Meaning Of The Statue:

  • The Husband: The Head of the family points and leads his family to the future with confidence. He’s holding his wife with his left hand as a sign of love, care and unity. He is strong and healthy as a nation should be. He is Melanesian of origin as Vanuatu is. The man represents the Government.
  • The Wife: She is beautiful, clean and decently dressed including her children whom are also well dressed and healthy. This means that she cares and feeds her family with the correct nutrition and looks after their health. She is the pride of her husband. She listens humbly to her husband’s plans of the future and her face shows confidence and willingness to be subject to her husband and to cooperate with him. She is of mixed cast and she represents all the people and communities in Vanuatu united together.
  • The Son: 10 to 12 years of age. He is confidently in front of his parents looking towards the future that his father is pointing to. That means the boy is not shy and is prepared to challenge the future with confidence. He holds a book on his chest, which shows that he cherishes education as the road to progress. The boy represents the individual Ni-Vanuatu in society, healthy and educated, confidently looking and working towards a better future.
  • The Daughter: A three to four-year-old girl in the arms of her mother. She is confident, healthy and loving. She represents the individual Ni-Vanuatu’s feeling in a display of Peace and Security.
  • The Family as a Whole: Everyone has their body covered decently, which indicates a moral obligation in modern society. Clothing is also an indication of the nation’s progressing wealth. The family is united in Peace and Security thus the logo “United In Peace We Progress”.


The tropical sun (especially in Summer) can sneak up on people. It is powerful and there’s not much worse than a dose of severe sunburn to take the fun out of holiday. Wear a hat, sunglasses and slap on the sunscreen and keep hydrated with plenty of water. Even after doing this, most visitors will still go home with a tan if the weather is fine. In case of sunburn, women will find moisteriser soothing and men may like to try Viagra – it can keep the sheets off the burn.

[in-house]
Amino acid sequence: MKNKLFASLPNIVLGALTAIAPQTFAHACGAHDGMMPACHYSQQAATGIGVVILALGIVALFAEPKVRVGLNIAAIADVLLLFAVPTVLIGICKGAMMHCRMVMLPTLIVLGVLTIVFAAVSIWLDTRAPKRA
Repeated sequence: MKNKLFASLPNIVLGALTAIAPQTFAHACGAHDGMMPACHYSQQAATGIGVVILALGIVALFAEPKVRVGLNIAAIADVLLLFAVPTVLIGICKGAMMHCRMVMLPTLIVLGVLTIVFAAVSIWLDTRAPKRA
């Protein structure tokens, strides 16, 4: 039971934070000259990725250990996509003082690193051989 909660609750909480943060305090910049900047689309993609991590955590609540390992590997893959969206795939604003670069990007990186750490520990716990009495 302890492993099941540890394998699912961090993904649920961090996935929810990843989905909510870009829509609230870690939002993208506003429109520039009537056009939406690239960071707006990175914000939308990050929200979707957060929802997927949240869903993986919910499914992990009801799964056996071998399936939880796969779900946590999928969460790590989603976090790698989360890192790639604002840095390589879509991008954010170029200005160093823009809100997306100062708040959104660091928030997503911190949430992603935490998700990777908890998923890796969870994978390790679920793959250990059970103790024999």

sunset-bungalows-resortSunset Bungalows is a boutique ‘adults only’ property overlooking No 2 Lagoon, just out of town, on the way to Tamanu on the Beach.

There are ten bungalows, eight Lagoon Studio Units and one Honeymoon Spa Bungalow.  All rooms are air-conditioned and have TV/DVD with a Balinese feel in the furnishings. The bar and restaurant, Bungalow:Ate gets good reviews and there’s a nice swimming pool. “Affordable indulgence” is their catch phrase.  The property offers excellent value for what you get especially when they have ‘stay-pay’ specials.

Sunset Bungalows


Meridien Charters offers a lovely sunset cruise (three drinks and nibbles included in the price).

There are over 40 restaurants in and around Port Vila. There are a couple of special places for a romantic sunset dinner – Tilly’s is one of Vila’s best restaurants and a table for two with your own waiter can be set at the end of the jetty over the harbour. Sunset Bungalows has a nice lagoon setting and your own area next to the water can be arranged here.

Oh!  And I have actually witnessed a ‘green flash’ sunset over the harbour from The Rossi Restaurant (now La Tentation) – such a rare act of nature that even some sailors refuse to admit it is possible. Up there with UFOs. But real.